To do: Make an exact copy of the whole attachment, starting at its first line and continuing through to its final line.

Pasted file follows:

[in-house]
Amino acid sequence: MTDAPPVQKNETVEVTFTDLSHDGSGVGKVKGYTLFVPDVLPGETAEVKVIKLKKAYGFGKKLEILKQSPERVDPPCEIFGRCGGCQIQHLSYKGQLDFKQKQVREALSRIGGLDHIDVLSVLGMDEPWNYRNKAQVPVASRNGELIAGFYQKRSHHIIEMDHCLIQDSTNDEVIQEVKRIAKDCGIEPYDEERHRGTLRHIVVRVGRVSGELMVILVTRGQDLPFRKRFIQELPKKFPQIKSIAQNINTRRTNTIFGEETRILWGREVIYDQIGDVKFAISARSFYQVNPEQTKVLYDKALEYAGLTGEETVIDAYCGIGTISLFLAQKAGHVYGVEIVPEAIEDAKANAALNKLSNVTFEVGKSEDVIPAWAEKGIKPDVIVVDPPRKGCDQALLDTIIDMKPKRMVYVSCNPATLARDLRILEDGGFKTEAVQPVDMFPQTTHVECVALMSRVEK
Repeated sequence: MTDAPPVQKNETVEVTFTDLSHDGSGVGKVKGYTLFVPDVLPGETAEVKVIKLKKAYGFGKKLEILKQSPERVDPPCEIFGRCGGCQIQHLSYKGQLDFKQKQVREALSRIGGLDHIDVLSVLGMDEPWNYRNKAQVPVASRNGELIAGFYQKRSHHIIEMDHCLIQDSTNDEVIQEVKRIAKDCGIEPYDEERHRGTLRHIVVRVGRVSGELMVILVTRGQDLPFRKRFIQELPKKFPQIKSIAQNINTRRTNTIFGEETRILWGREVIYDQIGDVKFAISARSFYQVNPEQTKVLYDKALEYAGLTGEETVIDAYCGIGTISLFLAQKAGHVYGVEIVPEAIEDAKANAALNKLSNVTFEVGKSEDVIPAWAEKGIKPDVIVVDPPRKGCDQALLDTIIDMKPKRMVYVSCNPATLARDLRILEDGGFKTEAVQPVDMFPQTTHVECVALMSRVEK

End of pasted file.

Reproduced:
[in-house]
Amino acid sequence: MTDAPPVQKNETVEVTFTDLSHDGSGVGKVKGYTLFVPDVLPGETAEVKVIKLKKAYGFGKKLEILKQSPERVDPPCEIFGRCGGCQIQHLSYKGQLDFKQKQVREALSRIGGLDHIDVLSVLGMDEPWNYRNKAQVPVASRNGELIAGFYQKRSHHIIEMDHCLIQDSTNDEVIQEVKRIAKDCGIEPYDEERHRGTLRHIVVRVGRVSGELMVILVTRGQDLPFRKRFIQELPKKFPQIKSIAQNINTRRTNTIFGEETRILWGREVIYDQIGDVKFAISARSFYQVNPEQTKVLYDKALEYAGLTGEETVIDAYCGIGTISLFLAQKAGHVYGVEIVPEAIEDAKANAALNKLSNVTFEVGKSEDVIPAWAEKGIKPDVIVVDPPRKGCDQALLDTIIDMKPKRMVYVSCNPATLARDLRILEDGGFKTEAVQPVDMFPQTTHVECVALMSRVEK
Repeated sequence: MTDAPPVQKNETVEVTFTDLSHDGSGVGKVKGYTLFVPDVLPGETAEVKVIKLKKAYGFGKKLEILKQSPERVDPPCEIFGRCGGCQIQHLSYKGQLDFKQKQVREALSRIGGLDHIDVLSVLGMDEPWNYRNKAQVPVASRNGELIAGFYQKRSHHIIEMDHCLIQDSTNDEVIQEVKRIAKDCGIEPYDEERHRGTLRHIVVRVGRVSGELMVILVTRGQDLPFRKRFIQELPKKFPQIKSIAQNINTRRTNTIFGEETRILWGREVIYDQIGDVKFAISARSFYQVNPEQTKVLYDKALEYAGLTGEETVIDAYCGIGTISLFLAQKAGHVYGVEIVPEAIEDAKANAALNKLSNVTFEVGKSEDVIPAWAEKGIKPDVIVVDPPRKGCDQALLDTIIDMKPKRMVYVSCNPATLARDLRILEDGGFKTEAVQPVDMFPQTTHVECVALMSRVEK